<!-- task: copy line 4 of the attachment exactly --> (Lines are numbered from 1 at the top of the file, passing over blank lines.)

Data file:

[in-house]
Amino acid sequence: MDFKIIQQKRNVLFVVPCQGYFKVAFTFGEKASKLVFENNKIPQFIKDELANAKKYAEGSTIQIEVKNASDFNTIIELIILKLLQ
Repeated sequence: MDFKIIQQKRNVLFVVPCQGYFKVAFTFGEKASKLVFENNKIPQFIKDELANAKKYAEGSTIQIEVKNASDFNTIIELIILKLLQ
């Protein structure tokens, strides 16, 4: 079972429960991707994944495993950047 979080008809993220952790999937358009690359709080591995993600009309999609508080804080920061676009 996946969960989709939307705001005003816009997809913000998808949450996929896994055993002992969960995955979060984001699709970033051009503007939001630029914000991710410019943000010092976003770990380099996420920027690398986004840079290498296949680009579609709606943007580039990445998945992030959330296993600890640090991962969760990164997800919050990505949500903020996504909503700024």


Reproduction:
């Protein structure tokens, strides 16, 4: 079972429960991707994944495993950047 979080008809993220952790999937358009690359709080591995993600009309999609508080804080920061676009 996946969960989709939307705001005003816009997809913000998808949450996929896994055993002992969960995955979060984001699709970033051009503007939001630029914000991710410019943000010092976003770990380099996420920027690398986004840079290498296949680009579609709606943007580039990445998945992030959330296993600890640090991962969760990164997800919050990505949500903020996504909503700024």